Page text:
Oscar Asche, Orientalism, and British Musical Comedy

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Greenwood Publishing Group, 2004 - Literary Criticism - 219 pages

This book tells the story of producer, actor, and author Oscar Asche, one of the most commercially successful actor/managers in the first half of the 20th century. Though virtually written out of theatre history because of his triumph on the musical comedy stage, he is most frequently remembered today as having had a successful career as an actor and producer of Shakespeare. Asche was an innovator in stage lighting and one of the first to use it as a language of the stage rather than as mere illumination. During World War I, he captured the public imagination and provided audiences with escapist musicals set in fictional orients.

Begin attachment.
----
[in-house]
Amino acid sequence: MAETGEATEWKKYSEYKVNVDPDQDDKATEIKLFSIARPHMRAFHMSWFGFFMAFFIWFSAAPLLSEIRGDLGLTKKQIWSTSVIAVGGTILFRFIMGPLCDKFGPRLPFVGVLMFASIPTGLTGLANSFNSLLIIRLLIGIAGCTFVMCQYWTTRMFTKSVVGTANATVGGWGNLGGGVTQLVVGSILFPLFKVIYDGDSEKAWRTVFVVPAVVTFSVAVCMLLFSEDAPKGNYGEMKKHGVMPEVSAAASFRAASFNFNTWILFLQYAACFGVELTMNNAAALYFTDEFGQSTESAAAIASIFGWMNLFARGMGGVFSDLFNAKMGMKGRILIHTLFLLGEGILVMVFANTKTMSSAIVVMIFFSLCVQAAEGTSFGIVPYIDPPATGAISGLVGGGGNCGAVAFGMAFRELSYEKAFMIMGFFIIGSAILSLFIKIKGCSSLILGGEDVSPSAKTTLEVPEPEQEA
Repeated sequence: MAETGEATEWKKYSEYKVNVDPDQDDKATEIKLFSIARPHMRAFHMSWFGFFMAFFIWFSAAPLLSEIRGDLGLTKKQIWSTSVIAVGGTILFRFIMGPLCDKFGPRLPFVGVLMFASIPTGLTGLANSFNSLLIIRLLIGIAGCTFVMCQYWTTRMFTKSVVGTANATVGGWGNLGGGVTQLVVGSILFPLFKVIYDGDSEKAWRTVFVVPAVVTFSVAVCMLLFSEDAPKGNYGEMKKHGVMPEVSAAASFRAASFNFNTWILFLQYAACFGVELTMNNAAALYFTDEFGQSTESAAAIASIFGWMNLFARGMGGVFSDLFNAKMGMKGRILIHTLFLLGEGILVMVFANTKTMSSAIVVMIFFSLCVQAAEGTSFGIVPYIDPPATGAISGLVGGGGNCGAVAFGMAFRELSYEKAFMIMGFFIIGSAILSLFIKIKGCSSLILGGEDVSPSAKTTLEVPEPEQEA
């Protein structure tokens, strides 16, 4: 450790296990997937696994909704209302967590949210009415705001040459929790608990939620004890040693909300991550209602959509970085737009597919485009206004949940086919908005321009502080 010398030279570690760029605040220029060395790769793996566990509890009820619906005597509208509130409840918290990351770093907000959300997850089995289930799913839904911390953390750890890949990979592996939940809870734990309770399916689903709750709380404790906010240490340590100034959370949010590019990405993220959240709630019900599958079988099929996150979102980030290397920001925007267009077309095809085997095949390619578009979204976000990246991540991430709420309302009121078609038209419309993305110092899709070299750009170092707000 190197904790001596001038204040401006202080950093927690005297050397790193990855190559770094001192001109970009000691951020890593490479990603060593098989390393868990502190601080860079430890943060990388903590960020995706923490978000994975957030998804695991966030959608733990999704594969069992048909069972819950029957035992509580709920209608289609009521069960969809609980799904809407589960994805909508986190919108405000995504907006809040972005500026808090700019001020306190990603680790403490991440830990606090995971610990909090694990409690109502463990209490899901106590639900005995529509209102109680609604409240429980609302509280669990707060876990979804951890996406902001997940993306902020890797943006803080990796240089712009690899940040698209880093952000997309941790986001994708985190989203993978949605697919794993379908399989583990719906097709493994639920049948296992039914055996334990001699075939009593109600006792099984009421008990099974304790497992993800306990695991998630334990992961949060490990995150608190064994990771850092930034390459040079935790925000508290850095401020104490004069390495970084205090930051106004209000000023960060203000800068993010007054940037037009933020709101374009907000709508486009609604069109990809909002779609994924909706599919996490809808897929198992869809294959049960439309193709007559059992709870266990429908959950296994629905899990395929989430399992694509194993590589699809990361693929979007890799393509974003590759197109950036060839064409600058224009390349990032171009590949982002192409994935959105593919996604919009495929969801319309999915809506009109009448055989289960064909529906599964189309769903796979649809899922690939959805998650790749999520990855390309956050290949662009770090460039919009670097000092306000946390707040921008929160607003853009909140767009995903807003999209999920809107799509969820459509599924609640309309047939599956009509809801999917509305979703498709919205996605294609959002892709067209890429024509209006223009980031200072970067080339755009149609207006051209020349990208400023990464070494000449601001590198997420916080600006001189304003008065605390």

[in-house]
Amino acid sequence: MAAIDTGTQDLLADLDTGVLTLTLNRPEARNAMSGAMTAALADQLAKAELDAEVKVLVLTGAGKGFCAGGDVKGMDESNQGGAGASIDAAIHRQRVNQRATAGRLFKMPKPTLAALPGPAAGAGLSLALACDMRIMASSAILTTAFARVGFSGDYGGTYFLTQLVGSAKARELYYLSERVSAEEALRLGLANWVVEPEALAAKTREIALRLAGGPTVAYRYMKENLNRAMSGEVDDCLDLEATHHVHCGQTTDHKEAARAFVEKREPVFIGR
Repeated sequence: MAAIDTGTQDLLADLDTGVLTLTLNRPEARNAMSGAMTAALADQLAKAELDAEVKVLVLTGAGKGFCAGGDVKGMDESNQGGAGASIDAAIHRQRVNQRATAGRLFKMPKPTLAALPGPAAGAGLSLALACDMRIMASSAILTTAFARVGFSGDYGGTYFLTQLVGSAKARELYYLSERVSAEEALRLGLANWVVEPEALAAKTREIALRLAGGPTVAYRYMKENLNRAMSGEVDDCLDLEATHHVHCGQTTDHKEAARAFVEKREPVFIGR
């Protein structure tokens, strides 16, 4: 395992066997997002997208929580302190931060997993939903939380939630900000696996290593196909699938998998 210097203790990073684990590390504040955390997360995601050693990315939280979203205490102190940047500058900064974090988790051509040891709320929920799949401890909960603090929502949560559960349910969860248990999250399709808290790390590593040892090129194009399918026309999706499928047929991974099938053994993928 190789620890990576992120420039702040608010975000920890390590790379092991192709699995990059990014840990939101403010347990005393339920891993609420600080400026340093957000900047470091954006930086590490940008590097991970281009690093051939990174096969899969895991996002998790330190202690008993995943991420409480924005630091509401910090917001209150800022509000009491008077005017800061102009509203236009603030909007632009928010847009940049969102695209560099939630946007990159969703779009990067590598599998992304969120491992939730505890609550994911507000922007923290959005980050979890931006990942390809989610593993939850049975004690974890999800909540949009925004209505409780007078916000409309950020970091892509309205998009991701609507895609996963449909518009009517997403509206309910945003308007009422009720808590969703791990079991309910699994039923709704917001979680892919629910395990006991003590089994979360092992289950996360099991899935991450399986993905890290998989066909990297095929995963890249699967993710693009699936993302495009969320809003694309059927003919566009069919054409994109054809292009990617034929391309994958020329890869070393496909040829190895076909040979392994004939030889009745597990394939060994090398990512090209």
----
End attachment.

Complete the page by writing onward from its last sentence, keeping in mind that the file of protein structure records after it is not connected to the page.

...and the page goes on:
Oscar Asche excelled in many theatre genres, including musical comedy, pantomime, music hall, melodrama, and Shakespeare. He provided exotic erotica in orientalist musicals from Kismet to Mecca and brought unprecedented numbers of spectators to the theatre at its most difficult time. He was responsible for extending the life of musical comedy and orientalism in the theatre before cinemas would appropriate both genre and style.

 

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Contents

Popularizing Shakespeare
31
Early Exoticism in Poetical Drama
49
Kismet
63
Return to the Natives
87
Chu Chin Chow
109
From Mecca to Cairo
139
Two Maids and a Mountain
159
Conclusion
175
Oscar Asches Production Career
197
Index
215
Copyright

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About the author (2004)

BRIAN SINGLETON is Head of the School of Drama, Trinity College, Dublin, and Vice-President of the International Federation for Theatre Research. He has published widely in journals such as Modern Drama, Theatre Journal, Theatre Research International, and others.

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